Derek Jeter is baseball. Before the start of the 2014 Major League Baseball season, the Yankees’ captain announced this would be his last. This season marked Jeter’s twentieth and final season wearing Yankee pinstripes. With the Yankees missing the playoffs this season, and the regular season having ended Sunday, Sept. 28, the face of Major League Baseball has changed forever.
Jeter ended his career playing career in New York the only way he knew how – with an iconic moment. On Thursday, Sept. 25, No. 2 stepped to the plate in the bottom of the ninth inning against the Baltimore Orioles in a tie ballgame, for what would be his final at bat in front of the home crowd at Yankee Stadium.
In classic Jeter fashion, he singled to right field on the first pitch of the at bat to score the runner from second base and seal a walk off victory for the Bronx Bombers. Jeter’s final game as the Yankees shortstop came against long time rival, the Boston Red Sox. It was a Hollywood ending to this Bronx Tale.
With Jeter leaving the world of Major League Baseball, the game of baseball will never be the same. Derek Jeter was the face of baseball for all the right reasons. He earned respect amongst all of his teammates and competitors. He played the game right, giving it his all every time he stepped on a baseball diamond. Mr. November will go down not only as an all-time Yankees great, but an all-time great in the history of MLB. Jeter’s departure leaves baseball without a clear-cut face for the general public to associate with the sport.
Not many players have earned the amount of respect from their peers the way Jeter has. This can be seen by the farewell tour the Yankee captain received throughout the 2014 campaign. During his final visit to every ballpark, the opposing team would show their respect by giving the departing Jeter a gift that related to the city they played in. This type of treatment was also given to Cal Ripken Jr. in 2001, Chipper Jones in 2012 and Mariano Rivera in 2013. Jeter has several traits in common with these men. All four men played their entire careers with one team, and all three men should be first ballot Hall of Famers. But most importantly, these men earned the respect of players, coaches and fans.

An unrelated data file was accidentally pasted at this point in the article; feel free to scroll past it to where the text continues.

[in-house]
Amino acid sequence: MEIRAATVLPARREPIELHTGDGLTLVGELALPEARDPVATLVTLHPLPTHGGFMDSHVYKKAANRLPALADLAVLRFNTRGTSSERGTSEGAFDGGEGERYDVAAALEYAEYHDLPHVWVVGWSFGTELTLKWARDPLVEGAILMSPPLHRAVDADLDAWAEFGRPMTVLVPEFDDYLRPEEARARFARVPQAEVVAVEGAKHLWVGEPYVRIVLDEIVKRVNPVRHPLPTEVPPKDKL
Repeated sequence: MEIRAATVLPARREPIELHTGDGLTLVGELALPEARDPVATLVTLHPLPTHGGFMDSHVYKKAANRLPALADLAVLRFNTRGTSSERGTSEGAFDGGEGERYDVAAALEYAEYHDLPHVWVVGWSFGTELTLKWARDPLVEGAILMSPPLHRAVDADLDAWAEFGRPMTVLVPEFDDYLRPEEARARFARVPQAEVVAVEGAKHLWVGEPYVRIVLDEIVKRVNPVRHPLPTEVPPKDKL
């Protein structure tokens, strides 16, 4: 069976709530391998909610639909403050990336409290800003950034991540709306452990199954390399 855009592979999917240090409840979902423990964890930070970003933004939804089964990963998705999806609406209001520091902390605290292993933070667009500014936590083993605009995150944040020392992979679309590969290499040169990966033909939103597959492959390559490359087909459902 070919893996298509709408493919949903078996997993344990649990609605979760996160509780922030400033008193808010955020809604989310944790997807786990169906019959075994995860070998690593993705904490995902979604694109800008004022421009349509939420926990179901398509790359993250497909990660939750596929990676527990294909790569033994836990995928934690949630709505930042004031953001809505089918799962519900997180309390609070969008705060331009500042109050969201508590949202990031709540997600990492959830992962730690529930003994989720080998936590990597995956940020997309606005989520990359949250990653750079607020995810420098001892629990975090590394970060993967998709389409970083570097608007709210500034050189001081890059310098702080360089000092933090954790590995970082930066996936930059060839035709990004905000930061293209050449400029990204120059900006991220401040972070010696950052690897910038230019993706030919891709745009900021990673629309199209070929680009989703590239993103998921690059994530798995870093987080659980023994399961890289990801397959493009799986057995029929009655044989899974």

The respect he earned, the way he played the game on the field, how he treated the fans and how he acted off the field all account for Jeter being one of a kind. Derek Jeter is an icon of the generation. He was easily identified by baseball fans and Yankee fans alike. The iconic #2 will always be identified with his name. What is equally impressive is how he was recognized off the field as well. Yes he is synonymous with the Yankees and baseball, but the way he played the game made him known amongst those who knew little about baseball. Derek Jeter is one of the most popular role models of this generation. Little kids, myself included, looked up to him. He played the game hard and he played the game right. He would always lead by example, which earned him the right to be called the Yankee captain, something very few people in the history of baseball can say.
The game of baseball is losing an all time great. No one will ever wear the No. 2 for the Yankees ever again, as Jeter will be enshrined in both Cooperstown and Monument Park. When a father brings his child to Yankee Stadium, a man that’s not named Jeter will be at short. Young children will need to find a new player to look forward to watching and look up to.
My dad, a Red Sox fan, once brought me to a Yankees-Red Sox game in hopes to making me a Red Sox fan. I was immediately drawn to the way Jeter played the game. To my dad’s chagrin, Jeter had turned me into a Yankee fan for life, but he understood, knowing how great Jeter is.
Now there are no clear cut faces of baseball that embody all the terrific qualities that Jeter does. Players like Mike Trout, Clayton Kershaw or Andrew McCutchen can likely step up to be the new face, but one thing is clear; there will never be another Derek Jeter.
Thank you Derek, you will be missed by many.
IMAGE TAKEN from newyorktimes.com